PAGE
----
First, Pauline was a geography junky and a world traveler.  She was fascinated by different cultures and peoples.  She travelled to more than 85 countries on 6 continents in addition to extensive travels in the US and multiple cruises to the Caribbean and Alaska.  Well into her 100s, my grandmother could remember details about each trip and the sights she saw like she had returned from her travels the week before.  In the home she shared with my grandfather for more than 30 years, dozens and dozens of souvenir plates lined the walls of her kitchen and breakfast room; and with every plate came a story of a different destination that she could recount without hesitation.  I remember waiting for her to return from each trip, anxiously anticipating her stories and the small souvenirs she would bring us.  Her love of new things and her willingness to explore outside her comfort zone, generated a lifetime of memories and stories that can be passed along to my children and beyond.
Gobby was also strong willed and feisty.  I think to live until the age of 103, you have to be a little fiery.  Although only 5’2” and extremely petite, she was never short of something to talk about and she could debate with the best of them.  She battled obstacles and afflictions, including breast cancer in her 80s, with an aggressive spirit and will to overcome.  But most impressive to me was her insistence that blindness would not detract from her life experiences.  Declared legally blind in 1973, she spent the last almost 40 years of her life learning to cope with the darkness and finding new ways to appreciate her surroundings and her loved ones.  She even continued to be a voracious reader up until her death through a book on tape program run by the public library system.  Her strength of mind, body and character shaped the woman she was and her impact on those around her.
Pauline was an educator at heart.  She taught English and Spanish classes at various public schools in Texas for more than 20 years.  Education was a passion she shared with Newman and passed along to her children and grandchildren.  I believe she was most proud of the incredible honor bestowed on her husband when, in 1975 the Carrollton/Farmers Branch school district named its newest high school Newman Smith High School.  Then, in 1988, the high school further honored our family and named its new theater the Pauline Keeton Smith Performing Arts Center.  Her affiliation with the school was a great source of pride for her and our family and she continued to follow its successes and challenges late into her life.  Her commitment to education and her belief in its importance to our society are foundations for our family that I believe will be passed along for generations to come.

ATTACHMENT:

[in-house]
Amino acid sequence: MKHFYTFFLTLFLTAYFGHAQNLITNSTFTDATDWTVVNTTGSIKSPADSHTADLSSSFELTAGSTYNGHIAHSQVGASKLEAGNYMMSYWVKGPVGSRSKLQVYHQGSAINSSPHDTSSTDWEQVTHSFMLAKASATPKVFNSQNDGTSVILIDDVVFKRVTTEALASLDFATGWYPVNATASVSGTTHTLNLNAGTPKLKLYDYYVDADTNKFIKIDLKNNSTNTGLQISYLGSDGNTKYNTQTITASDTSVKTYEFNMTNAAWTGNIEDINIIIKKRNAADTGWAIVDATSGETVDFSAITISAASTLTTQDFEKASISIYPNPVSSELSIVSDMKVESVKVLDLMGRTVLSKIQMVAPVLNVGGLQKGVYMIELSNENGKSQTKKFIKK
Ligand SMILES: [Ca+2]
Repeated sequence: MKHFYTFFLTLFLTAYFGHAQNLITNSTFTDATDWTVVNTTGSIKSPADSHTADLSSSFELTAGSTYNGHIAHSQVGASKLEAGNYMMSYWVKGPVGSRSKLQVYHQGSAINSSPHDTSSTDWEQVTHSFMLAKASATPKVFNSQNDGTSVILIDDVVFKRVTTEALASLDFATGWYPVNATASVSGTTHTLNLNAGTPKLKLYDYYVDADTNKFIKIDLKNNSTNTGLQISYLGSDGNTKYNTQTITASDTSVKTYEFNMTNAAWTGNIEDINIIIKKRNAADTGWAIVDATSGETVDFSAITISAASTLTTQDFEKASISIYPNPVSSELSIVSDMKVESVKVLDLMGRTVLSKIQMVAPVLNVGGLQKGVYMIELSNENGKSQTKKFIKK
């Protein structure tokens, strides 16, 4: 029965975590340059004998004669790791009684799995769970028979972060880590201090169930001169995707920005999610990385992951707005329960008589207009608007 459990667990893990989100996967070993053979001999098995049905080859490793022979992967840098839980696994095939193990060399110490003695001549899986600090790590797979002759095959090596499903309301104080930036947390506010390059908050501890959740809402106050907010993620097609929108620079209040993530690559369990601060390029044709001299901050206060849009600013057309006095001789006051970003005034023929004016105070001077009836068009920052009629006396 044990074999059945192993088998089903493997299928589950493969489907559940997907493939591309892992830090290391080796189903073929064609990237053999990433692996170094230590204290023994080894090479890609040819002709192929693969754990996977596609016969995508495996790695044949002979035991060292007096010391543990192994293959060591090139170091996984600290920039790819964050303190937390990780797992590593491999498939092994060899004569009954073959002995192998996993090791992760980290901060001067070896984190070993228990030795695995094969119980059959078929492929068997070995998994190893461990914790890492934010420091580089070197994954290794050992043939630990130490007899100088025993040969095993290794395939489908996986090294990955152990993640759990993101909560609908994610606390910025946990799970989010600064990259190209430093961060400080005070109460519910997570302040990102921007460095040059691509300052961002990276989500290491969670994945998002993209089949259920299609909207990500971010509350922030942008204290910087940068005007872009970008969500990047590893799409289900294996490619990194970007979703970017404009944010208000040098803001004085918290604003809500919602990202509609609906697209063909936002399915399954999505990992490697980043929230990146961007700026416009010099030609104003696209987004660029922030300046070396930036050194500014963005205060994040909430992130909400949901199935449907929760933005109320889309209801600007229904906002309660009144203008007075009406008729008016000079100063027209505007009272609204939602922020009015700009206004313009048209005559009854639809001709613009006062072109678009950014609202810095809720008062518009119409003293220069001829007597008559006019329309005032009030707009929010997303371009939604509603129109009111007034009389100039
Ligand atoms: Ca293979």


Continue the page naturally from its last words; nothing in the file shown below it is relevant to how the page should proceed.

Pauline was a dedicated and loyal member of her faith family.  She was a member of Covenant Presbyterian Church for almost 50 years, and served as an elder of the church during many of those years.  Her church was for her a social outlet, a conduit for community service, a moral compass and a place of worship.  Even in her later years, when she became unable to attend services, it was members of the church - some of them 20 or 30 years her junior - that continued to provide her with great pleasure through their weekly visits.  Her deep commitment to her faith family is an important and lasting part of her legacy.
But what I believe my grandmother would have said should be her most important legacy was her abiding commitment to family.  She firmly believed that family was the material that held the fabric of our society together.  I remember distinctly her telling me when I got engaged in 1997 that life was meant to be lived two by two.  Believe me when I say that I know, as we all do, that marriage and parenting are hard.  But Gobby’s values, learned by the example that she and my grandfather set during their 58 years of marriage, have instilled in me and the rest of our family the confidence and trust that by sticking together and putting family and God first, all things can be accomplished.
For those of you who knew Pauline the last 20 years or so, you know that, although her short-term memory sometimes lapsed, she remembered vividly details from years past.  And she loved to tell stories (loved to tell stories) - over and over and over again.  One of her favorite stories to tell was how my sister and I would come to visit them and argue over who got to sit next to my grandfather at the dinner table.  Being younger than my sister - much younger mind you - I usually won that argument and got my way.  As Gobby told the story, she would comfort my sister by telling her that sitting next to her was not a bad consolation prize.  I am confident that my grandmother today sits with my grandfather at a grand and glorious table; and I hope she saves me a seat right next to her because that is one consolation prize that I would be honored to win.
Thank you.